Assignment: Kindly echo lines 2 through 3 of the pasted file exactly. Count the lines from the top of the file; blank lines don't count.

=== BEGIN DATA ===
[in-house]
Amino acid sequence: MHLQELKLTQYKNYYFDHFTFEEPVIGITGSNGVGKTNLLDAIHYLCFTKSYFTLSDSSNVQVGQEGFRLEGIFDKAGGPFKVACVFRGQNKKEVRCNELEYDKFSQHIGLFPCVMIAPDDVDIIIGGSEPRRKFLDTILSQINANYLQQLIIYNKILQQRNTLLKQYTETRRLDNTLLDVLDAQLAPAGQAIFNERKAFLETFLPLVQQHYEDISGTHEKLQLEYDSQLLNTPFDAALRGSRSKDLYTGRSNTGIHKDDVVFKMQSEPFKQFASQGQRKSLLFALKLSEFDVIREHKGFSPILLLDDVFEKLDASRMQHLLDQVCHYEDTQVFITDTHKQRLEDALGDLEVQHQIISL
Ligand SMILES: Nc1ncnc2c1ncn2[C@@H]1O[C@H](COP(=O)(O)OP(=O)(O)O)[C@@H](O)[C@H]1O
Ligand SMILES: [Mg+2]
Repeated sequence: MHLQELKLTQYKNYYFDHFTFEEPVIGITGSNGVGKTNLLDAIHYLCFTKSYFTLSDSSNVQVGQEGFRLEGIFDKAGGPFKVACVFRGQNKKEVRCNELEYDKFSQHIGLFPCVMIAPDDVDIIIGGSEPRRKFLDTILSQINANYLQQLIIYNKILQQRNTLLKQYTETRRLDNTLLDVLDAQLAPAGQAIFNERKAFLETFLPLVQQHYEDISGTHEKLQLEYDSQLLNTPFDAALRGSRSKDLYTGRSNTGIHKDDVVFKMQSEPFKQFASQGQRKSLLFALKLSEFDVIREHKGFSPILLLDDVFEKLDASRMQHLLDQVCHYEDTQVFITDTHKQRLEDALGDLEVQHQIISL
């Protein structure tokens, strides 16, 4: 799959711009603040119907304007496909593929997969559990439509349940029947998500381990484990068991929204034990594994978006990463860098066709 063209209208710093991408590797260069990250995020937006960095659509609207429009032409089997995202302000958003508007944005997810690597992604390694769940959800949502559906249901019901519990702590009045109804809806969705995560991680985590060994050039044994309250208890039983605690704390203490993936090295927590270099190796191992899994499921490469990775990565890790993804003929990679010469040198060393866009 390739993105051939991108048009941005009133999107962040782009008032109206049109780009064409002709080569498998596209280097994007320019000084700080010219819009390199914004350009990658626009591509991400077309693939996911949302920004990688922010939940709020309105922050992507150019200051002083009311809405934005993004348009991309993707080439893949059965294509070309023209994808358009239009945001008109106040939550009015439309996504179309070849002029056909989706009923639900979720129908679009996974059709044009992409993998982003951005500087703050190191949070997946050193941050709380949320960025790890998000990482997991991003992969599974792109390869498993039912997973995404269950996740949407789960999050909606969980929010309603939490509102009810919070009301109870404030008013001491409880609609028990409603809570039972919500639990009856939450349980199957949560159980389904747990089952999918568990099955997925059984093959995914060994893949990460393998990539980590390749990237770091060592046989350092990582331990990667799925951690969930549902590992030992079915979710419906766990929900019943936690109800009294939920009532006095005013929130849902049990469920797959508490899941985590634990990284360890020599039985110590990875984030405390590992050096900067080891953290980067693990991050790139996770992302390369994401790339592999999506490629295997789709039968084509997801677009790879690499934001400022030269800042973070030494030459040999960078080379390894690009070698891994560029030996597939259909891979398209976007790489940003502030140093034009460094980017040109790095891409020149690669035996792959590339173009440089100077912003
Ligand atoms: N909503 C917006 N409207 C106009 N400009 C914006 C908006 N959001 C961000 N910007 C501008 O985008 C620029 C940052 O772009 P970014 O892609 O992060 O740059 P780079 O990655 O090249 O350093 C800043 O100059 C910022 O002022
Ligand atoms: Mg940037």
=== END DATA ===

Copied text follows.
Amino acid sequence: MHLQELKLTQYKNYYFDHFTFEEPVIGITGSNGVGKTNLLDAIHYLCFTKSYFTLSDSSNVQVGQEGFRLEGIFDKAGGPFKVACVFRGQNKKEVRCNELEYDKFSQHIGLFPCVMIAPDDVDIIIGGSEPRRKFLDTILSQINANYLQQLIIYNKILQQRNTLLKQYTETRRLDNTLLDVLDAQLAPAGQAIFNERKAFLETFLPLVQQHYEDISGTHEKLQLEYDSQLLNTPFDAALRGSRSKDLYTGRSNTGIHKDDVVFKMQSEPFKQFASQGQRKSLLFALKLSEFDVIREHKGFSPILLLDDVFEKLDASRMQHLLDQVCHYEDTQVFITDTHKQRLEDALGDLEVQHQIISL
Ligand SMILES: Nc1ncnc2c1ncn2[C@@H]1O[C@H](COP(=O)(O)OP(=O)(O)O)[C@@H](O)[C@H]1O